Alongside the enzymatic assays aiming to discover the energy conservation mechanism and pathway, Dr Simeonova and her team, together with Dr Anja Poehlein and Professor Rolf Daniel form the University of Goettingen, Germany, focused on the cloning and overexpression of the newly discovered proteins. Their attempts to purify the native proteins involved in the process of anaerobic dissimilatory phosphite oxidation that occurs in the bacteria D. phosphitoxidans, led to the sequencing of the genome of the strain. The team revealed that the genome contains 4,998,761 base pairs and 4646 genes of which 3609 were assigned to a function, and 1037 are without a predicted function. Using a metabolic reconstruction, the team revealed that most of the biosynthetic pathways of Gram negative, autotrophic sulfate reducers were present. Additionally, they found and confirmed the ability of the strain to couple phosphite oxidation with dissimilatory nitrate reduction to ammonia, which in itself is a new type of energy metabolism.
Surprisingly, the team only identified two pathways for the uptake, assimilation and utilisation of inorganic and organic phosphonates in the genome. The unique D. phosphitoxidans Ptx-Ptd cluster is involved in inorganic phosphite oxidation and an atypical C-P lyase-coding cluster (Phn) is involved in the utilisation of organophosphonates. Ultimately, Dr Simeonova and her colleagues presented the whole genome sequence of the first bacterium able to gain metabolic energy via phosphite oxidation. Dr Simeonova states that ‘one of the most important pieces of information obtained through this work was the ability of D. phosphitoxidans to grow by coupling the phosphite oxidation with nitrate reduction under anaerobiosis. This ability was confirmed with physiological experiments.’ In addition, the data also provides the initial information on the composition and architecture of the phosphite-utilising and energy-transducing systems needed to live with phosphite as an unusual electron donor.
Based on the fact that D. phosphitoxidans is able to couple the phosphite oxidation not only to sulphate, but also to nitrate reduction, Dr Simeonova and her colleagues expect that there must be other bacterial strains that are able to gain energy via dissimilatory phosphite oxidation coupled to other final electron acceptors. Thus, her team is interested in discovering such bacterial species, studying their physiology, biochemistry and energy conservation mechanisms, as well as their spatial distribution in different habitats. Thus, Dr Simeonova’s future work will extend the current knowledge on the biogeochemical cycle of phosphorus and its fluxes in nature.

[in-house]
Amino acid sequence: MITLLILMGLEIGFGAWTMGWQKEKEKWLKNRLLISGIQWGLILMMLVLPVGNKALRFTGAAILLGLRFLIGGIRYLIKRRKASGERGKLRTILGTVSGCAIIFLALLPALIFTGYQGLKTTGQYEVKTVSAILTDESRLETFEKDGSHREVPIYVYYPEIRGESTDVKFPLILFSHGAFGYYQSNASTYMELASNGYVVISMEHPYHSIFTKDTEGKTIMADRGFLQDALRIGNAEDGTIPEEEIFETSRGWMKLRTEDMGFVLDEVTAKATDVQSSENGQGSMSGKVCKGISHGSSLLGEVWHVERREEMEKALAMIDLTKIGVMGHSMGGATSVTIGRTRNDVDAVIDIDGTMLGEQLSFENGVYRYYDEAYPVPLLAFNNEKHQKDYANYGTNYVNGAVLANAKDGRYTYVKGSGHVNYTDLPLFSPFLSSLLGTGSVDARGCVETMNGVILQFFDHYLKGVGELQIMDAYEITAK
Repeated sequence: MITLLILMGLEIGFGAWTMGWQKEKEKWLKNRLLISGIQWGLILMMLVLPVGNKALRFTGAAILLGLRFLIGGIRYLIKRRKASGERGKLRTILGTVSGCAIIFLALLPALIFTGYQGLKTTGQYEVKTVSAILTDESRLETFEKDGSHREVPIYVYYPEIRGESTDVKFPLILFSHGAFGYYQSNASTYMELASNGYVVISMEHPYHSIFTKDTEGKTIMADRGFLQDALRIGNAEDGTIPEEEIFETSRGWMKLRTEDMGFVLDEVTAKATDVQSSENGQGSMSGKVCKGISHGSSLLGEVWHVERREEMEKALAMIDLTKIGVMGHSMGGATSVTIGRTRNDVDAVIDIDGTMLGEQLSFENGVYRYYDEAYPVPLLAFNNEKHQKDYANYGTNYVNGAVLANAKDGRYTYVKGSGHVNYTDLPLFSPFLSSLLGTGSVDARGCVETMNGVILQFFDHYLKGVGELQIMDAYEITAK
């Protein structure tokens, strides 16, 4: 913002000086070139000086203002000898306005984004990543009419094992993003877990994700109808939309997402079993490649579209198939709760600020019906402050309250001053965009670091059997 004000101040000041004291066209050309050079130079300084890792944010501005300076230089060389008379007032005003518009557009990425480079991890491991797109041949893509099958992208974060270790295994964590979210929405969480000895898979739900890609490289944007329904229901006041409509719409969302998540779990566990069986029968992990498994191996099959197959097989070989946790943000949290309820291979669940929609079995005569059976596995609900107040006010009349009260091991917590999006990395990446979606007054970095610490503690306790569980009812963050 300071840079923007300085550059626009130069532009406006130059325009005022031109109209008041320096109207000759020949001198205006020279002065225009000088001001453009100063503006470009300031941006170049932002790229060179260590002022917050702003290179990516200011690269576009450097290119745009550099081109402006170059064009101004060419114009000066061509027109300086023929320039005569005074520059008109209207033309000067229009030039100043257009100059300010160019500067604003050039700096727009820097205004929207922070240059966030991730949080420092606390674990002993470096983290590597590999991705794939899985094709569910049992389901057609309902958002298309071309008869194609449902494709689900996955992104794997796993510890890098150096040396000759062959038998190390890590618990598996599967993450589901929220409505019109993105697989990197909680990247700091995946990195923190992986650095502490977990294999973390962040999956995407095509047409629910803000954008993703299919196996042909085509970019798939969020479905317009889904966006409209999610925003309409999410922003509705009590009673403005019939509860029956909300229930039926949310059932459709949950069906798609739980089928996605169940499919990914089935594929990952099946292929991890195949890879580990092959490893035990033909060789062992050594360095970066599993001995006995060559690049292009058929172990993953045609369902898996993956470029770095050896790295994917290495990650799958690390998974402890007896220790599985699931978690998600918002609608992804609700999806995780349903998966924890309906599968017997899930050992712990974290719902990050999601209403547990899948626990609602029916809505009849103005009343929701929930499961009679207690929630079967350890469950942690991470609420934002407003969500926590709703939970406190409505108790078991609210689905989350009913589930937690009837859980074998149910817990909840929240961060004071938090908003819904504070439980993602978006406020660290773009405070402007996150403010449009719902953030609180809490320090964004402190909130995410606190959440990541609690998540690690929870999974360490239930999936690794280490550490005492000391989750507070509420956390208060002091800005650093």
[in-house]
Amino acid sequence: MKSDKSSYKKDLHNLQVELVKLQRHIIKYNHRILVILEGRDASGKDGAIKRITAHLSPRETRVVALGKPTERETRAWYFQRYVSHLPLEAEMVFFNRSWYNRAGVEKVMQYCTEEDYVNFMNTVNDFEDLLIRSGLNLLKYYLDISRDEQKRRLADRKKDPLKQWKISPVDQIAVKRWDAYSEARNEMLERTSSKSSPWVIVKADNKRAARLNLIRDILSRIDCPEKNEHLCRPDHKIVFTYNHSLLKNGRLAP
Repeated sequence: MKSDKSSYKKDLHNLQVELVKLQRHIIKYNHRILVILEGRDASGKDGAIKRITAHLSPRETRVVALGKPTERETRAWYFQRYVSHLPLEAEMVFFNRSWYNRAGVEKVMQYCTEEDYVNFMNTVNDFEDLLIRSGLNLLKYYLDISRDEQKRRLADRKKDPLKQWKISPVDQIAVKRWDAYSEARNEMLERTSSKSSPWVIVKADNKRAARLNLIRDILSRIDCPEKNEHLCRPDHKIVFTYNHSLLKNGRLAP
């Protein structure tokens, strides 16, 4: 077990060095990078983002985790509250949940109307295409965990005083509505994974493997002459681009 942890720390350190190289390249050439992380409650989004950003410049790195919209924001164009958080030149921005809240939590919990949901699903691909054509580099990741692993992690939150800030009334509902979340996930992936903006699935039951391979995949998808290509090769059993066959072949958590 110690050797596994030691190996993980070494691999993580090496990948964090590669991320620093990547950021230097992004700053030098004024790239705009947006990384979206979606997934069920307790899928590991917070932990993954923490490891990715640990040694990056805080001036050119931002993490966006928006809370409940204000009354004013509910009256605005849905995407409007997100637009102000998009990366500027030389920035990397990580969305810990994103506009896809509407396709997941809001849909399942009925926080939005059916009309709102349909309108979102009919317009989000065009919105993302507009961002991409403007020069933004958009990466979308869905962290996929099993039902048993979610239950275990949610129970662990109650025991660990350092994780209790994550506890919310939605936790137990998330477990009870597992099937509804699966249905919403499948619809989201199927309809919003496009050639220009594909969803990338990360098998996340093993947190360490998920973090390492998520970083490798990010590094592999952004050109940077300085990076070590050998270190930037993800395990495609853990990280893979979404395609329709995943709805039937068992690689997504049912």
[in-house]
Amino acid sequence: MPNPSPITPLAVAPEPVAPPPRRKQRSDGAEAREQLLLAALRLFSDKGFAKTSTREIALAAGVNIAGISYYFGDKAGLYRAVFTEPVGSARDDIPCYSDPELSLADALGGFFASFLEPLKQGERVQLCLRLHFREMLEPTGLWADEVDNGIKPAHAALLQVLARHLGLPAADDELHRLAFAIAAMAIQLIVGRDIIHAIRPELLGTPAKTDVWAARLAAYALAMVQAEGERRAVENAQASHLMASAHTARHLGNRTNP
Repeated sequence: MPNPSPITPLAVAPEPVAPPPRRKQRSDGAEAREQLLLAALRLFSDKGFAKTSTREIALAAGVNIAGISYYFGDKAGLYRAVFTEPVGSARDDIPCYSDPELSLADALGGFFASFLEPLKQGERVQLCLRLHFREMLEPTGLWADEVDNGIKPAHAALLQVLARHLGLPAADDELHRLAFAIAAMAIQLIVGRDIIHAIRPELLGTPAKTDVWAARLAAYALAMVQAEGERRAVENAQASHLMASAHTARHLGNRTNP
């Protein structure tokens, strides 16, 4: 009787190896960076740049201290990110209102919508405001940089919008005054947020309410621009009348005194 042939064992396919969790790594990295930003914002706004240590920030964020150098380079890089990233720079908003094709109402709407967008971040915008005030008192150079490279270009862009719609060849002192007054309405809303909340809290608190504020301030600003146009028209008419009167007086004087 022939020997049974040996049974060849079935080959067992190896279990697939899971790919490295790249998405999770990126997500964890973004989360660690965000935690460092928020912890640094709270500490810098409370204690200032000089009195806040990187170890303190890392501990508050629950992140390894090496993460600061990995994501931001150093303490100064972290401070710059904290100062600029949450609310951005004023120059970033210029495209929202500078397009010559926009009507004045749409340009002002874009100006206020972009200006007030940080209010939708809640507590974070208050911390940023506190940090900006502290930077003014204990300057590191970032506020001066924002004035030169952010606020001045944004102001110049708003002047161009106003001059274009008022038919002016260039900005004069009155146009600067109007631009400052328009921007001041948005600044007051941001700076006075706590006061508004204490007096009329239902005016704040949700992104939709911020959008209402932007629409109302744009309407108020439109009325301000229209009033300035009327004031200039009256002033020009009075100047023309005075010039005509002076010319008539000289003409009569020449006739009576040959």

Meet the researcher
Institute of Microbiology Bulgarian Academy of Sciences
Dr Diliana D. Simeonova is an assistant professor in the Department of Infectious Microbiology at the Bulgaria Academy of Sciences. She first became fascinated by geomicrobial interactions as a third year student at the University of Mining and Geology, in Bulgaria, where she studied geochemistry and microbiology as separate subjects. This gave her the idea to pursue a research career at the interface between geochemistry and microbiology – or geomicrobiology. Dr Simeonova then went on to receive her PhD from Louis Pasteur University in Strasbourg, France, for a project entitled ‘Arsenic Oxidation of Cenibacterium arsenoxidans: Potential application in bioremediation of arsenic contaminated water’. This was followed by a few years of postdoctoral research at the University of Konstanz in Constance, Germany, where she then went on to become the principal investigator on several geomicrobiology projects.
Professor Marie-Claire Lett, Laboratoire GMGM, Institut de Botanique, Strasbourg
Dr Didier Lievremont, Laboratoire GMGM, Institut de Botanique, Strasbourg
Professor Bernhard Schink, University of Konstanz
Dr Anja Poehlein, Georg-August University of Göttingen
Professor Michael Przybilski, University of Konstanz
Dr Iuliana Susnea, (formerly) University of Konstanz, now a scientist in a private sector company in Rostock, Germany
A Poehlein, R Daniel, B Schink and DD Simeonova, Life based on phosphite: a genome-guided analysis of Desulfotignum phosphitoxidans, BMC Genomics, 2013, 14, 753.
DD Simeonova, MM Wilson, WW Metcalf, and B Schink, Identification and Heterologous Expression of Genes Involved in Anaerobic Dissimilatory Phosphite Oxidation by Desulfotignum phosphitoxidans, Journal of Bacteriology, 2010, 5237–5244.
DD Simeonova, I Susnea, A Moise, B Schink and M Przybylski, “Unknown genome” proteomics: a new NADP-dependent epimerase/dehydratase revealed by N-terminal sequencing, inverted PCR, and high resolution mass spectrometry, Mol Cell Proteomics, 2009, 8, 122–31.